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Cal Thomas: The secret to success Republicans should embrace

This week the Horatio Alger Association of Distinguished Americans (www.horatioalger.org) will celebrate its 65th anniversary. The association’s focus recalls an era that preceded our entitlement, envy and greed generation. One of the goals stated in its “Success Factors Study” is to “identify and assist scholars who exemplify resilience in the face of adversity — a hallmark characteristic of association members, themselves leaders who have journeyed from humble beginnings to achieve unprecedented success.”

Scholarship money goes to young people in need who have demonstrated the character qualities the society embodies and promotes.

The adults who are honored by the association are people who when young dug ditches, painted houses and worked at other menial jobs. Some came from what we once called “broken homes.” Others had alcoholic fathers, or absent mothers. Many escaped poverty.

They tell their stories of a teacher who inspired them, or a mentor who encouraged them. The one common denominator in each of their backgrounds is the individual’s embrace of this simple formula: inspiration followed by perspiration equals success.

While the Horatio Alger Association is nonpartisan, the Republican Party is missing a great opportunity to resurrect Horatio Alger. Republicans should feature people on the campaign trail who tell their stories of achievement, encouraging others not to settle or become mired in difficult circumstances.

One of the honorees at last year’s Horatio Alger Awards dinner, Fox News CEO Roger Ailes, said: “People who believe they’re victims will become victims. People who believe they can win eventually will win.”

Instead of focusing on failure and poverty, why aren’t Republicans telling stories of success and prosperity, or at least self-sufficiency and what it takes to improve a life?

Success is not a secret. It is as old as civilization itself. The late radio broadcaster Paul Harvey made a career out of telling stories about people who overcame hardship through perseverance and tenacity and by embracing virtues that have helped those who live by them to experience a better life.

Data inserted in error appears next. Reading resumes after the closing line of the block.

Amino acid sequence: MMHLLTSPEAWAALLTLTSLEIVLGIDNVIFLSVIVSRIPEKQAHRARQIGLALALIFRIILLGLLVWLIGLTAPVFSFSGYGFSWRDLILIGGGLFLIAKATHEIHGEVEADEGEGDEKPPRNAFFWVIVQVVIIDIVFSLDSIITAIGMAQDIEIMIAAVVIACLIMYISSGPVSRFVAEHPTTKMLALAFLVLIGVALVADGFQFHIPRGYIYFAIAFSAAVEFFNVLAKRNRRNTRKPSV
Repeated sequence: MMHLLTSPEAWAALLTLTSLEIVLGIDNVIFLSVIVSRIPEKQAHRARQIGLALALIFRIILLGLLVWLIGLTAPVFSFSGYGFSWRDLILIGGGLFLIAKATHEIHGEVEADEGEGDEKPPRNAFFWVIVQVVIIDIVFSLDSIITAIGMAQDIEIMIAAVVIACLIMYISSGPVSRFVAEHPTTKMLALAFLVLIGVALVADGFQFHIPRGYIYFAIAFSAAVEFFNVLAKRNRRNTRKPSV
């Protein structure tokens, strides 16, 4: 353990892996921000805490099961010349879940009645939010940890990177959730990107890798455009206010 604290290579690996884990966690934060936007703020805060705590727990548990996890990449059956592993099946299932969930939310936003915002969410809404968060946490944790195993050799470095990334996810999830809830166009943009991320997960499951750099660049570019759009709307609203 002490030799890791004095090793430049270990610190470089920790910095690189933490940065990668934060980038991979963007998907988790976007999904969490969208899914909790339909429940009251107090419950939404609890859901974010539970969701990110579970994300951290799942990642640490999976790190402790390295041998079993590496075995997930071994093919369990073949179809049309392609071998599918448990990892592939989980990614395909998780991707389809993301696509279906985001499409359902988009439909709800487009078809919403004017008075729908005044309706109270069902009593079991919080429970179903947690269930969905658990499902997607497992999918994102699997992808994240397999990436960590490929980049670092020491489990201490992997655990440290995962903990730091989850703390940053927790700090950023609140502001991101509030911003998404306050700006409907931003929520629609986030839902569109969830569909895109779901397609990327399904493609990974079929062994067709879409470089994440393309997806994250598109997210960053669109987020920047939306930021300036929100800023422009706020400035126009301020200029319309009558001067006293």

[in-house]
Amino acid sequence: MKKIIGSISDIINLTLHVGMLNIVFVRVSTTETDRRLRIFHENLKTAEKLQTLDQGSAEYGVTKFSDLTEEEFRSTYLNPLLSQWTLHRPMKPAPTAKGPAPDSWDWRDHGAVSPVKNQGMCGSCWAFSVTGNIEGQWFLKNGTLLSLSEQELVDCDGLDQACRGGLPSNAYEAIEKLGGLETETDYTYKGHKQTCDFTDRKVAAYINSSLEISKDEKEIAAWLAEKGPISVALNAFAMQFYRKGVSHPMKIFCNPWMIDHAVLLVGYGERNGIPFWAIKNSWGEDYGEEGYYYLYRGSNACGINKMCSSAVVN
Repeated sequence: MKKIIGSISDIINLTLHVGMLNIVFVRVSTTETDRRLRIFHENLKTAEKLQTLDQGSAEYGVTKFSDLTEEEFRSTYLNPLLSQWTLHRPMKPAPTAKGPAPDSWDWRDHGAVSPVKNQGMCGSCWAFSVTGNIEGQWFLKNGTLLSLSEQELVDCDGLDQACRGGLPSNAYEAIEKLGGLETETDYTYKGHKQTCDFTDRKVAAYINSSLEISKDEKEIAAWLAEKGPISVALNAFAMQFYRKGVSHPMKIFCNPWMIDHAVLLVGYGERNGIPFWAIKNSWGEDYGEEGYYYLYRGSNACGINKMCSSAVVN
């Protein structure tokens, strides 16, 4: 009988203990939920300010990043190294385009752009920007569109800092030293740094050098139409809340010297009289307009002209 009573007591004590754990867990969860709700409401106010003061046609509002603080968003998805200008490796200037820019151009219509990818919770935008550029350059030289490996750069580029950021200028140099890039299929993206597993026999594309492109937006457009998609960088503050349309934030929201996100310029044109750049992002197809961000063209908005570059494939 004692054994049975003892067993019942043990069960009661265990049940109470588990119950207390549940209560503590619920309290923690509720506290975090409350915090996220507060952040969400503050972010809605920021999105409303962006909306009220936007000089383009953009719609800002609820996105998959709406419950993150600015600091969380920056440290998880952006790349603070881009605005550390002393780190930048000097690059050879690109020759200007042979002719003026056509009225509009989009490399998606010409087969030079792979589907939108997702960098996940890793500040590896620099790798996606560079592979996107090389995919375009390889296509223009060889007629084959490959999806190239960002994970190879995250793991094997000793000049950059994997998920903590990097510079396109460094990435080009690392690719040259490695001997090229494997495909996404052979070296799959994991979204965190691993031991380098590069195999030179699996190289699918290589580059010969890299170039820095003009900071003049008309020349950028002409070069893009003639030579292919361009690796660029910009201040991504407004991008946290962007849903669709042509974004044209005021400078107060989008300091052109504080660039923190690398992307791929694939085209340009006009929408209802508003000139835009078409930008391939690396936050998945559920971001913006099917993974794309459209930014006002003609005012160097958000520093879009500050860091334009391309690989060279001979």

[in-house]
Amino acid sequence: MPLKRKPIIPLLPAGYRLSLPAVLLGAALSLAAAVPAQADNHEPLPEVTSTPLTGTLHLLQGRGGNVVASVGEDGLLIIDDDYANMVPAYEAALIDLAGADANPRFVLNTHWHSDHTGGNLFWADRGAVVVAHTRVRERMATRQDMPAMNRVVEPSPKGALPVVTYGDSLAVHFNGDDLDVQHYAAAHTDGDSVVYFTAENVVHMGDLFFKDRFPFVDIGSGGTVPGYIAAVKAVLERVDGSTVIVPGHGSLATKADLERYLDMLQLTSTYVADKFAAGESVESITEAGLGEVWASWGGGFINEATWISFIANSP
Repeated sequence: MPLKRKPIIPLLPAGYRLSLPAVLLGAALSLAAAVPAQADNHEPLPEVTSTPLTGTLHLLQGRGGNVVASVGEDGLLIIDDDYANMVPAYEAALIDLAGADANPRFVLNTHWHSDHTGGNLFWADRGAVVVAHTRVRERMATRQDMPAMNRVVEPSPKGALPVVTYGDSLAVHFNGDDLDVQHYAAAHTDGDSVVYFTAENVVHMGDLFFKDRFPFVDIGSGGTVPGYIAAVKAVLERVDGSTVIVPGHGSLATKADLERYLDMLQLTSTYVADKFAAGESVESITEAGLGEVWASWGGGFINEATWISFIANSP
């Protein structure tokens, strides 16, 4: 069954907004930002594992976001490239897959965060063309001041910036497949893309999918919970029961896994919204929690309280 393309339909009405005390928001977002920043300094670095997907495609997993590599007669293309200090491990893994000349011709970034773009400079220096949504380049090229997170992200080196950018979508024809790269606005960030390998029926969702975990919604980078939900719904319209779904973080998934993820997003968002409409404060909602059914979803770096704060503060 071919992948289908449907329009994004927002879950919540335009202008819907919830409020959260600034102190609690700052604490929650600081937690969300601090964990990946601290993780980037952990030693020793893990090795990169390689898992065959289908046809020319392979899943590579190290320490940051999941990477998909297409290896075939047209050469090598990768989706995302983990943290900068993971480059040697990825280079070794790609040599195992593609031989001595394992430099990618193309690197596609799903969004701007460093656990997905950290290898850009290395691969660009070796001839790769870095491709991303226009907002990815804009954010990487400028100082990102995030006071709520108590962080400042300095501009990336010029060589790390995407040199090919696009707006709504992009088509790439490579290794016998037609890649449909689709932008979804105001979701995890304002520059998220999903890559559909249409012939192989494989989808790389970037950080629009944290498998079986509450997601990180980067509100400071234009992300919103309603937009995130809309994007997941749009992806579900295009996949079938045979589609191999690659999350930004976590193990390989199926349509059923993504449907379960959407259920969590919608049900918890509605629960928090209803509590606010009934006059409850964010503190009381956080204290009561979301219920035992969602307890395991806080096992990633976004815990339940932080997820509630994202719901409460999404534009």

Also appearing at the 2011 Alger dinner was actor Tom Selleck, who said, “There are no magic formulas, no single book or even educational degrees that can generate the spirit of achievement through perseverance. Nothing creates and inspires resolve more than knowing achievement is possible for someone who came from circumstances like your own. When the hardships of life threaten to sever hope from you, there is no prosthetic for an amputated spirit, no therapy for the atrophy of a dream, no medication for the sickness that breaks the heart and withers the soul. There is the American Dream.”

“You can do it!” parents cry as they take the training wheels off their kids’ bikes and give them that last guiding push down the sidewalk.

Take the “training wheels” of government off those Americans who rely on government far too much. Convince these Americans that they can make something of themselves, if they would only try.

Horatio Alger got it. So can Republicans.

Email Cal Thomas at tmseditors@tribune.com.


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